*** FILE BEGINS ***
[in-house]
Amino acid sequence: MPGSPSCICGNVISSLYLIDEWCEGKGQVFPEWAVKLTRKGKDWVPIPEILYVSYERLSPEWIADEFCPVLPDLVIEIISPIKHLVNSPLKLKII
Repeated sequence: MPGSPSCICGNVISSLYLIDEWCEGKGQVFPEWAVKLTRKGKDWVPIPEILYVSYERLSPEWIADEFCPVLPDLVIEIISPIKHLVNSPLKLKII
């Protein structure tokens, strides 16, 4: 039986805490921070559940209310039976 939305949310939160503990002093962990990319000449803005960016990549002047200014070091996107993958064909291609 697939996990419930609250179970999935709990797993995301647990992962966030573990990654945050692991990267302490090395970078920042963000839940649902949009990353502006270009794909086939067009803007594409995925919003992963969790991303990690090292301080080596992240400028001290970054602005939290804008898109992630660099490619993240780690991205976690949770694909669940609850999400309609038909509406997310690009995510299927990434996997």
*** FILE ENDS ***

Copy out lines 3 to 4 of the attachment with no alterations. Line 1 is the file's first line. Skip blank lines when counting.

Repeated sequence: MPGSPSCICGNVISSLYLIDEWCEGKGQVFPEWAVKLTRKGKDWVPIPEILYVSYERLSPEWIADEFCPVLPDLVIEIISPIKHLVNSPLKLKII
């Protein structure tokens, strides 16, 4: 039986805490921070559940209310039976 939305949310939160503990002093962990990319000449803005960016990549002047200014070091996107993958064909291609 697939996990419930609250179970999935709990797993995301647990992962966030573990990654945050692991990267302490090395970078920042963000839940649902949009990353502006270009794909086939067009803007594409995925919003992963969790991303990690090292301080080596992240400028001290970054602005939290804008898109992630660099490619993240780690991205976690949770694909669940609850999400309609038909509406997310690009995510299927990434996997």